Posted by on June 20, 2014 in Big Data

One of the real advantages of a system like Hadoop is that it runs on commodity hardware. This will keep your hardware costs low. But when that hardware fails at an unusually high rate it can really throw a wrench into your plans. This was the case recently when we set up a new cluster to collect our custom log data and experienced a high rate of hard drive failures. Here is what happened in about one week’s time:

  • We set up a new 27 node cluster, installed Hadoop 2.0, got the system up and running and started loading log files.
  • By Friday, (two days later) the cluster was down to 20 functioning nodes as data nodes began to fall out due to hard drive failures. The primary name node had failed over to the secondary name node.
  • By Monday, the cluster was down to 12 nodes and the name node had failed over.
  • On Wednesday the cluster was at 6 nodes and we had to shut it down.
  • The failures coincided with the increased data load on the system. As soon as we started ingesting our log data, putting pressure on the hard drives, the failures started.

It makes you wonder what happened during the manufacturing process. Did a forklift drop a palette of hard drives and those drives were the ones installed into the machines sent to us? Did the vendor simply skip the quality control steps for this batch of hard drives? Did someone on the assembly line sneeze on the drives? Did sun spots cause this? Over 20% of the hard drives in this cluster had to be replaced in the first three weeks that this system was running.  There were three or more nodes failing daily for a while. We started running scripts that looked at the S.M.A.R.T. monitoring information for the hard drives. Any drives that reported failures or predicted failures were identified and replaced. We had to proactively do this on all nodes in the cluster.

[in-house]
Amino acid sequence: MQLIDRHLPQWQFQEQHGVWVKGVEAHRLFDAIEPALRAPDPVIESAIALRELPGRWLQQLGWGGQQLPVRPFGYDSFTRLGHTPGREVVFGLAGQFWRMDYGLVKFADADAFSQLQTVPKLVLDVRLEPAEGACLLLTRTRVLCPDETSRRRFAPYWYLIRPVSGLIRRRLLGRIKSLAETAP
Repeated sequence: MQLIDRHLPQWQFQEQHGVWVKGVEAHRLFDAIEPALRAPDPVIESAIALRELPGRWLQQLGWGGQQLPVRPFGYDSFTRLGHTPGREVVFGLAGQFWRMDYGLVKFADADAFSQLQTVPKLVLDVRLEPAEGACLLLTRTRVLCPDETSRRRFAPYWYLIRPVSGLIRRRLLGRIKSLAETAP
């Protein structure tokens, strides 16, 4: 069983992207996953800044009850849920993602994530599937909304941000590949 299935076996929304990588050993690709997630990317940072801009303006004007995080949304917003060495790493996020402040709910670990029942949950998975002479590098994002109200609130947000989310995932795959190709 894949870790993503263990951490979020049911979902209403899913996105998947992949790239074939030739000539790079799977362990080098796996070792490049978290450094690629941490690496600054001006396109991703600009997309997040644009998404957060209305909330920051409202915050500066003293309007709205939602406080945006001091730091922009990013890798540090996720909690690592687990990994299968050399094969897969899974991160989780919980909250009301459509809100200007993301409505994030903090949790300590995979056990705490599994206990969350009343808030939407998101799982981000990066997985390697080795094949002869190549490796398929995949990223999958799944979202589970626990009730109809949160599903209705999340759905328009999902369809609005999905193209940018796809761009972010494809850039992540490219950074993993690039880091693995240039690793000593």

One interesting side note about Hadoop, our system never lost data. The HDFS file system check showed that replication had failed but we had at least one instance of every data block. As we rebuilt the cluster, the data was replicated three times.

What are we doing about this? First, we are having the vendor who is staging our hardware run a set of diagnostics before sending the hardware to us. It is no longer “good enough” to make sure the systems power on. If problems are found, they will swap out the hardware before we receive them. Second, we’ve set minimum failure standards for our hardware and keep track of failures. If we’re seeing too many failures, work proactively with the vendor on replacement hardware.

One of my Hadoop engineers said this, “If you purchase commodity memory, it may be slower but it runs. If you purchase commodity CPUs, they also run. If you purchase the least expensive commodity hard drives, they will fail.” He’s absolutely right.

If all else fails, get different commodity disk drives (enterprise level).

 

About Bill Yetman

Bill Yetman has served as VP of Engineering at Ancestry.com since January 2014. Bill has held multiple positions with Ancestry.com from August 2002, including Senior Director of Engineering, Director of Sites, Mobile and APIs, Director of Ad Operations and Ad Sales, Senior Software Manager of eCommerce and Senior Software Developer. Prior to joining Ancestry.com, he held several developer and programmer roles with Coresoft Technologies, Inc., Novell/Word Perfect, Fujitsu Systems of America and NCR. Mr. Yetman holds a B.S. in Computer Science and a B.A. in Psychology from San Diego State University.


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